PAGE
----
Pierce: 'It's only one game'


Pierce: 'It's only one game'

ATLANTA When you look at all the predictions heading into this first-round series with the Boston Celtics and Atlanta Hawks, most predicted the C's would emerge victorious and move on to the second round.

Within those predictions, not a sweep of the series can be found.

Which is why the Celtics are disappointed with their 83-74 loss, but far from dejected.

"We just can't panic," said Celtics captain Paul Pierce. "It's only one game. It's not the end of the world. Like I said, you gotta win four. They just held down their home court advantage in Game 1. We get another opportunity in Game 2 to steal the home court before we go back home."

The C's may have to get it done without Rajon Rondo who is awaiting word on whether he will be suspended for Game 2 after chest-bumping NBA official Marc Davis with 41 seconds to play in Boston's loss on Sunday.

Rondo said the contact he made with Davis was not intentional.

"As I was walking, I thought he stopped and my momentum carried me into him," Rondo said. "I think I even tripped on his foot. I didn't intentionally chest-bump him."

With or without Rondo, several other Celtics must step their game up if the C's are to leave Atlanta with this series tied up.

Pierce was especially off in Game 1, scoring just 12 points on 5-for-19 shooting.

"At this point, both teams know each other's plays. There's not going to be a ton of open looks," Pierce said. "I thought I really had good looks (on Sunday). For us to win, I have to be a better player; that's just what it is. I have to knock down the shots, I have to be aggressive on the offensive end. I have to do my job defensively on Joe Johnson. So I think i was a really big culprit of that (Sunday night loss)."

Pierce becoming a more efficient scorer would certainly help.

More than anything, the Celtics defense has to be more consistent.

In the days after the season end and prior to Game 1, C's head coach Doc Rivers talked about defensive consistency as being an area in need of improvement by his ball club.

"We have played great defense, but I think it's been spurt defense (recently)," Rivers said. "I want us to get back to being as solid defensively as we were (earlier)."

That will involve doing a better job against an Atlanta Hawks team that, like the Celtics, relies heavily on the jumpshot to be successful.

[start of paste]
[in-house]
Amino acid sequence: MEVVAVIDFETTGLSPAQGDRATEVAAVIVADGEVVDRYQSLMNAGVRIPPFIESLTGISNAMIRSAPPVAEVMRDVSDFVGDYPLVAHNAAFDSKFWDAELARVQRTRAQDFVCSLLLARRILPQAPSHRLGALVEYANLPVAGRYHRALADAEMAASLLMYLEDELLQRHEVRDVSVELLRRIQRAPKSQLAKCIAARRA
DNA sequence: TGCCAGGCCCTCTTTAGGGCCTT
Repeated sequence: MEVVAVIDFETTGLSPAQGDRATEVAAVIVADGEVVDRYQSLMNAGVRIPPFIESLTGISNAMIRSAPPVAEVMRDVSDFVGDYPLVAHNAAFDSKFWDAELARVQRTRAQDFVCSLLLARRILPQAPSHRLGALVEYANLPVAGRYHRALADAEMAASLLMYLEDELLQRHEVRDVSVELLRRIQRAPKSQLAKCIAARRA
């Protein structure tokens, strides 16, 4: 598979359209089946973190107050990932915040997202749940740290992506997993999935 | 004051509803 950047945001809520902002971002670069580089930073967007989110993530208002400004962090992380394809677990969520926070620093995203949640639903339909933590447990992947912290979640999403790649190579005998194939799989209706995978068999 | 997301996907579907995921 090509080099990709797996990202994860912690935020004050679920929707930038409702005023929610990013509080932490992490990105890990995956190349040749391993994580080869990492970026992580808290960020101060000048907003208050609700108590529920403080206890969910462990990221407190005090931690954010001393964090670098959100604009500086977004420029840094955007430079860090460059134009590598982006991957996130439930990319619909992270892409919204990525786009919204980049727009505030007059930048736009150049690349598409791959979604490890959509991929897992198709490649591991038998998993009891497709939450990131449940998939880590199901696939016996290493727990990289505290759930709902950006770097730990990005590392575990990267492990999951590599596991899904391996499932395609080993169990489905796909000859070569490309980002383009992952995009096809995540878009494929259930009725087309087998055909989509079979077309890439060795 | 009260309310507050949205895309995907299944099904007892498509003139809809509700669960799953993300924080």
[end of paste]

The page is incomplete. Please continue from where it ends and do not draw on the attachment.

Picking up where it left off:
The Hawks led the NBA this season in shots taken between 20-24 feet away from the basket. The Celtics, meanwhile, were the league's best at defending those shots with teams shooting a league-low 30.5 percent against the C's from that distance.

While the final stats would indicate the Celtics did a decent job of defending those shots - the Hawks were 6-for-20 shooting within those shooting parameters - it doesn't tell the whole story.

In the first quarter, the Hawks were 3-for-6 on those shots, which factored heavily in the C's 13-point deficit after one quarter of play - a deficit that they were never able to recover from completely.

"The margin they built up in the first was just too great," said C's coach Doc Rivers. "We gave up 31 points to start the game on the road. It gave them confidence, and it's very hard to shut it off."

Bradley (Achilles) 'felt good' during return to Celtics lineup

Bradley (Achilles) 'felt good' during return to Celtics lineup

WALTHAM, Mass. – As the final horn blew in Boston’s 108-98 win over Charlotte on Monday night, the game was a win-win kind of night for Avery Bradley.

The Celtics (26-15) continue rolling over opponents at the TD Garden, and he played a relatively pain-free 33 minutes in the win.

It was Bradley’s first game back after missing the previous four with a strained right Achilles injury.

And the fact that he was back on the practice floor on Tuesday (be it a light practice, mind you), bodes well for his injury being a thing of the past now.

“I felt good. It wasn’t sore at all in the game,” Bradley said. “I felt I was moving good. After the game I was a little sore and this morning, but otherwise I felt good.”

Despite Boston being 4-1 this season when Bradley doesn’t play, he has immense value to this Celtics team at both ends of the floor.

Offensively he has been Boston’s second-leading scorer most of this season and currently averages a career-high 17.7 points per game along with 6.9 rebounds which is also a career high.

And defensively, Bradley is coming off a season in which he was named to the NBA’s all-Defensive First Team for the first time.

Any questions or concerns about the Achilles affecting his play defensively were put to rest Monday night when he put the defensive clamps on Nicolas Batum who missed nine of his 11 shots from the field while primarily being guarded by Bradley.

Now his offense, that’s another story.

Bradley failed to reach double digits scoring for the first time this season as he missed seven of his nine shots on Monday to finish with just five points.

But part of that had to do with Bradley passing up shots he normally takes, as well as him missing some he normally knocks down.

Considering his lay-off and the rhythm his teammates have been in shooting the ball in his absence, Bradley wisely decided to get his defensive bearings on track and gradually bring his offensive game around. 

“I have to get my (shooting) rhythm back,” said Bradley who is making a career-best 40.9 percent of his 3-pointers this season. “I’m fine. I’m looking forward to tomorrow’s game.”